Gold mining is subject to concerns about future changes to legislation and rising costs.
South Africa’s gold miners struggled in 2012. The best performing company, DRDGold, stopped mining new ore and stuck to processing tailings – extracting small amounts of ore that remain in the dumped waste of previously processed ore.
The next best performing company was Gold Fields, whose shares lost 16.5%. The industrial unrest that affected the platinum industry also affected South Africa’s gold mines. Gold Fields sacked 8,100 staff at its KDC East mine in October before reinstating the majority of them 23 days later.
Gold Fields has since spun off its South African gold assets into a new company called Sibanye Gold, which will run the KDC and Beatrix mines which produced 688,000 oz in 2012 at an all in cost of $1,254 per oz.
Harmony Gold, whose shares fell 23% (as did AngloGold Ashanti’s despite their more geographically diverse production) is not far behind with production of 551,000 oz but at a higher all in cost of $1,467 per oz. The company’s Kusasalethu mine remains closed for the time being.
Rising energy costs, more modest prices, horrendous industrial relations and increasing uncertainty about possible adverse government changes to legislation have all weighed on the sector. Although the recent appointment of former firebrand turned Lonmin director, Cyril Ramaphosa as ANC deputy chair, has been welcomed by the industry.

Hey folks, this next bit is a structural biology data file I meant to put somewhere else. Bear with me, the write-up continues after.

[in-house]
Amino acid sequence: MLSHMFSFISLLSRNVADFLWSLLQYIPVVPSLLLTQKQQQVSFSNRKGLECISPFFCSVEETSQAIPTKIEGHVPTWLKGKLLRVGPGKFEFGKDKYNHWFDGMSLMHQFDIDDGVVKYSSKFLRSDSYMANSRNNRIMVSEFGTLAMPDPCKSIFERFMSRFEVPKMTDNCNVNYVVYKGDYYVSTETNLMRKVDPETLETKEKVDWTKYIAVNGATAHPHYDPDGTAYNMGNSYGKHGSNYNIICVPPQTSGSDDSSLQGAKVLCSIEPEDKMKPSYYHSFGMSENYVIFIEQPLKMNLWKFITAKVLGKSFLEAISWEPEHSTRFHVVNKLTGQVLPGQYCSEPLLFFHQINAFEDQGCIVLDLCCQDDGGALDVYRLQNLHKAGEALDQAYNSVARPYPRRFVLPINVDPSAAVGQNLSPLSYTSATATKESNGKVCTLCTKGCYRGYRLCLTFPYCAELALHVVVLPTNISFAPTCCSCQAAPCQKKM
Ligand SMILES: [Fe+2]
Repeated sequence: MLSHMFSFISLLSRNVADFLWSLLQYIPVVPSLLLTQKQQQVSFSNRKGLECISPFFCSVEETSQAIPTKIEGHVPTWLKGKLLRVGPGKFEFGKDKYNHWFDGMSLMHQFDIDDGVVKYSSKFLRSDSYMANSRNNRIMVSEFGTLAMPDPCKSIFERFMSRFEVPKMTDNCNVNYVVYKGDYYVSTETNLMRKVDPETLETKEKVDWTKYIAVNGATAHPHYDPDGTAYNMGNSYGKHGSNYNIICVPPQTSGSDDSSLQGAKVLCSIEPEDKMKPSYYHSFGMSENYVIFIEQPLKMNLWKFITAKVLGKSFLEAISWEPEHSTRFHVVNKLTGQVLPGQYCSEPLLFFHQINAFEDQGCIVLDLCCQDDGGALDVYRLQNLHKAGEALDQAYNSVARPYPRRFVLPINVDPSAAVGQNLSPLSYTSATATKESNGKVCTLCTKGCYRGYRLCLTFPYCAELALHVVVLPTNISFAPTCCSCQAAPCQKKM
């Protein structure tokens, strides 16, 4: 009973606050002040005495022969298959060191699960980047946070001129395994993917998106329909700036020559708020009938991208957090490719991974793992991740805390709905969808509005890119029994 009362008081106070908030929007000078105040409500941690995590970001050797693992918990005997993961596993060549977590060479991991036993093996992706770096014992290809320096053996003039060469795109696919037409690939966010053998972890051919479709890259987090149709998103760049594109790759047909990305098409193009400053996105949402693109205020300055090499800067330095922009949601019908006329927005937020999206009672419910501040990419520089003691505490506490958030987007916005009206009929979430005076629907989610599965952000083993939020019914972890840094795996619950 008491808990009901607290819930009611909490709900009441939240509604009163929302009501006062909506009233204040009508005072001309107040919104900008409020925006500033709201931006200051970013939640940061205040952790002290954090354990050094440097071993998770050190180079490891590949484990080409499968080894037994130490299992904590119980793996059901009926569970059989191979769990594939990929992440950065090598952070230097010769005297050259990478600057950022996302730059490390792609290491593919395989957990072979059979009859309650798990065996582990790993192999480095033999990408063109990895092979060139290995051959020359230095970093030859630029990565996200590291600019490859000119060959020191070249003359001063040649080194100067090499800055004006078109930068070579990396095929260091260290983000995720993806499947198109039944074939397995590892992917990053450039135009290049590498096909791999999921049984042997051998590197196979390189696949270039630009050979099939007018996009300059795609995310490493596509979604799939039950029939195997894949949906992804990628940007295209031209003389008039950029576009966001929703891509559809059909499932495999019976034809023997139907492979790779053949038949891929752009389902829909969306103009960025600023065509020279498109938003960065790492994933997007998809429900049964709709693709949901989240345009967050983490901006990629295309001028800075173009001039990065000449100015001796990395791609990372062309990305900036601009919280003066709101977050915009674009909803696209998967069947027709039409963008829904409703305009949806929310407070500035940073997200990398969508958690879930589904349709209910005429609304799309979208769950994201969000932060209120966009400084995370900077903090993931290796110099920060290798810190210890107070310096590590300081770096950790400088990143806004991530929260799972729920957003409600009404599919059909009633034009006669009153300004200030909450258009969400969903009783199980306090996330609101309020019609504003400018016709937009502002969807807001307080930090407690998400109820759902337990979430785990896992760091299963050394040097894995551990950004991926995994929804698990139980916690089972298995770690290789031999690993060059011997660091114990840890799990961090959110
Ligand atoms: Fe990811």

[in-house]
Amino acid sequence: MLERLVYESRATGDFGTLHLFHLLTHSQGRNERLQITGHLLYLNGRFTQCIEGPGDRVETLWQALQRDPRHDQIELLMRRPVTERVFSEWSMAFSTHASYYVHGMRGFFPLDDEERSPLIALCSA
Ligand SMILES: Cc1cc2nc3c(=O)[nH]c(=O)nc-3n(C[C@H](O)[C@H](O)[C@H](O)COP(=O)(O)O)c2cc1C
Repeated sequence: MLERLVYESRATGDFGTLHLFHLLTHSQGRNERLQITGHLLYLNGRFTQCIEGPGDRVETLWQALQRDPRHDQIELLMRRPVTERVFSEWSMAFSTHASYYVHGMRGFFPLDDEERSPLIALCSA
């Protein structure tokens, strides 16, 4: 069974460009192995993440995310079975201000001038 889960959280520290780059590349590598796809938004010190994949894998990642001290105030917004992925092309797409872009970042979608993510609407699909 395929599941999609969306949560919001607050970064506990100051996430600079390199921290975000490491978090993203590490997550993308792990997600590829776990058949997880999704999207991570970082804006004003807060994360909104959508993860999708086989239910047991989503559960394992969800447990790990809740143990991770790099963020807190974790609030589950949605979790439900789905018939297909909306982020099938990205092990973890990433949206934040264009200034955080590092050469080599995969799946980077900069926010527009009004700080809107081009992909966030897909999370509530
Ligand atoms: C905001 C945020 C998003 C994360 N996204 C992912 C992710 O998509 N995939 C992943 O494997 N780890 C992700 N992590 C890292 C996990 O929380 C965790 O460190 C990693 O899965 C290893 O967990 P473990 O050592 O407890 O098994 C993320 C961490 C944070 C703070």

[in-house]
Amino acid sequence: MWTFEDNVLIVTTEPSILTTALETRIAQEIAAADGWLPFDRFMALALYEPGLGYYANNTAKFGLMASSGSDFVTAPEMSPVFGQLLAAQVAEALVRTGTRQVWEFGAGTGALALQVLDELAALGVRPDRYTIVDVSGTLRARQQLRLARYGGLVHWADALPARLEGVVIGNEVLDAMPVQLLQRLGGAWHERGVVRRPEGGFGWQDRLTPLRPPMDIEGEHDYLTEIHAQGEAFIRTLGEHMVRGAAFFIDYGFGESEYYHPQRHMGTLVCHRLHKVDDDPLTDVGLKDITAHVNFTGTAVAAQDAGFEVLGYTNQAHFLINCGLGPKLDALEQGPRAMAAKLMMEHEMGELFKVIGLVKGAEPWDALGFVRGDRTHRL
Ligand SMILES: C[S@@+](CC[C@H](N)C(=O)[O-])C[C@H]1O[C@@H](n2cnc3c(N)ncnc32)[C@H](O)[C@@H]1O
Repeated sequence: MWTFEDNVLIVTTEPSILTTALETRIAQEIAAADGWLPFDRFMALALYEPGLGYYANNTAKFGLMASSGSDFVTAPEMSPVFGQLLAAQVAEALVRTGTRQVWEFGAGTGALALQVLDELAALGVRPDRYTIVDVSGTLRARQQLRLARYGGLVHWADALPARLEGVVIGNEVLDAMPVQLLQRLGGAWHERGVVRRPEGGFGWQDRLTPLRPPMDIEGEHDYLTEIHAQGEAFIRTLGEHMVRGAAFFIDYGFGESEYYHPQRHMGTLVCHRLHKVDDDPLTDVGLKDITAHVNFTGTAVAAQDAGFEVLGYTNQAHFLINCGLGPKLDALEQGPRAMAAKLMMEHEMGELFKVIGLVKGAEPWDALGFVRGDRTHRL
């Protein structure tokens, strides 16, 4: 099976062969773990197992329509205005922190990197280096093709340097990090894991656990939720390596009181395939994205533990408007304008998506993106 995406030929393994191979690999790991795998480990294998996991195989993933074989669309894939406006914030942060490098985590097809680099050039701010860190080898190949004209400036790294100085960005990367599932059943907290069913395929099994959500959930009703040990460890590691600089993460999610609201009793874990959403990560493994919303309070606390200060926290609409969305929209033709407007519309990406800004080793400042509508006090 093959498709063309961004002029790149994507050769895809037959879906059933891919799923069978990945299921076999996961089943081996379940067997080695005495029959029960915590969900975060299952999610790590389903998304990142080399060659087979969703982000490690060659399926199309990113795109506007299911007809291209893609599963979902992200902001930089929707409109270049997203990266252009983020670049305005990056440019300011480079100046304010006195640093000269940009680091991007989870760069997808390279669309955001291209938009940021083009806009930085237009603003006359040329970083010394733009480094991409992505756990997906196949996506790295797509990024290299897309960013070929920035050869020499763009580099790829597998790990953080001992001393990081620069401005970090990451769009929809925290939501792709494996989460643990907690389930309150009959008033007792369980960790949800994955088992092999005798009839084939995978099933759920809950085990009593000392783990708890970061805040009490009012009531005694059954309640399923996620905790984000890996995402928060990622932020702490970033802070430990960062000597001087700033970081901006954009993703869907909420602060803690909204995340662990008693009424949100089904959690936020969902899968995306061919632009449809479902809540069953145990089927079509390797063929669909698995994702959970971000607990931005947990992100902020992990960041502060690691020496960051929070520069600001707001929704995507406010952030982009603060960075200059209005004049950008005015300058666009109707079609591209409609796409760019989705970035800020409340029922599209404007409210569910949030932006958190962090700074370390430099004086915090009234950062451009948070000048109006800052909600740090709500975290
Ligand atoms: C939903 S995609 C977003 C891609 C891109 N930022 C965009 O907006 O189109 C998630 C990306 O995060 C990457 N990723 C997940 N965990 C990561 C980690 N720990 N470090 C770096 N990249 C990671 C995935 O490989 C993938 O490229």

Upward wage pressure is likely to continue from the largely disaffected workforce. Additionally, four thousand former gold mine workers who are suffering from lung diseases such as silicosis, tuberculosis and similar conditions have filed a law suit in the High Court of South Africa, seeking compensation from Anglogold Ashanti, Goldfields and Harmony Gold.
The South African industry’s woes also include a ‘resource rental tax’, a 50% tax that will apply to mining profits after they have made a ‘reasonable return.’
Gold prices did rise in 2012 but by much less than the forecast. Predictions of prices above $1,800 per oz or even $2,000 per oz proved overly optimistic due to weaker demand in India and China, the biggest buyers of gold, less upward price pressure than expected from the US Fed’s quantitative easing programme and more muted central bank purchasing. The yellow metal has had a challenging start to the year as the Federal Open Market Committee’s (the body that set US interest rates and manages monetary policy) latest minutes suggested an increasing reluctance to continue intervening in markets by buying up assets. This potentially reduces liquidity and has pushed prices down.
The outlook for gold prices in 2013 is one of uncertainty and probably volatility. In the absence of a confirmed recovery amongst developed nations it is probably tending towards a bullish outlook, especially if China’s gold-hungry economy grows and the Indian rupee appreciates against the dollar, since the rupee’s weakness in dollar terms has restricted gold purchases there.
A PricewaterhouseCoopers report claims that 80% of mining executives expect the gold price to rise in 2013. In any event, prices remain comfortably above the costs of production for most producers.